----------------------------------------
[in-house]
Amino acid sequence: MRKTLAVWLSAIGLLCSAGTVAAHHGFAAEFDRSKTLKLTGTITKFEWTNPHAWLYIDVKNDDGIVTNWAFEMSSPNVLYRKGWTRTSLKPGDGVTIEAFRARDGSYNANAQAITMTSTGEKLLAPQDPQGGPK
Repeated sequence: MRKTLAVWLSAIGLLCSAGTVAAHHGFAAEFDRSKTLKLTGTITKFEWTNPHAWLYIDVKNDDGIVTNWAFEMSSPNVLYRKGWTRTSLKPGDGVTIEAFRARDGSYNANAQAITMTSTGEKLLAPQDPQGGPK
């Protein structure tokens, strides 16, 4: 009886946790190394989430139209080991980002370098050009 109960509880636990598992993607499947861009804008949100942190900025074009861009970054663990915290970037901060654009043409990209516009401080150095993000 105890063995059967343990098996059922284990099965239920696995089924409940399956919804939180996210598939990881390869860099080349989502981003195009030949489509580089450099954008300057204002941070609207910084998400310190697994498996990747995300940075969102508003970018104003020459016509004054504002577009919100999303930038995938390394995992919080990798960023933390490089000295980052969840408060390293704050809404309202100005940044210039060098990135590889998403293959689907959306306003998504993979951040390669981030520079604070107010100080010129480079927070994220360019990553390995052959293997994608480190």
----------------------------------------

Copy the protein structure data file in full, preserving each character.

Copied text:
[in-house]
Amino acid sequence: MRKTLAVWLSAIGLLCSAGTVAAHHGFAAEFDRSKTLKLTGTITKFEWTNPHAWLYIDVKNDDGIVTNWAFEMSSPNVLYRKGWTRTSLKPGDGVTIEAFRARDGSYNANAQAITMTSTGEKLLAPQDPQGGPK
Repeated sequence: MRKTLAVWLSAIGLLCSAGTVAAHHGFAAEFDRSKTLKLTGTITKFEWTNPHAWLYIDVKNDDGIVTNWAFEMSSPNVLYRKGWTRTSLKPGDGVTIEAFRARDGSYNANAQAITMTSTGEKLLAPQDPQGGPK
């Protein structure tokens, strides 16, 4: 009886946790190394989430139209080991980002370098050009 109960509880636990598992993607499947861009804008949100942190900025074009861009970054663990915290970037901060654009043409990209516009401080150095993000 105890063995059967343990098996059922284990099965239920696995089924409940399956919804939180996210598939990881390869860099080349989502981003195009030949489509580089450099954008300057204002941070609207910084998400310190697994498996990747995300940075969102508003970018104003020459016509004054504002577009919100999303930038995938390394995992919080990798960023933390490089000295980052969840408060390293704050809404309202100005940044210039060098990135590889998403293959689907959306306003998504993979951040390669981030520079604070107010100080010129480079927070994220360019990553390995052959293997994608480190």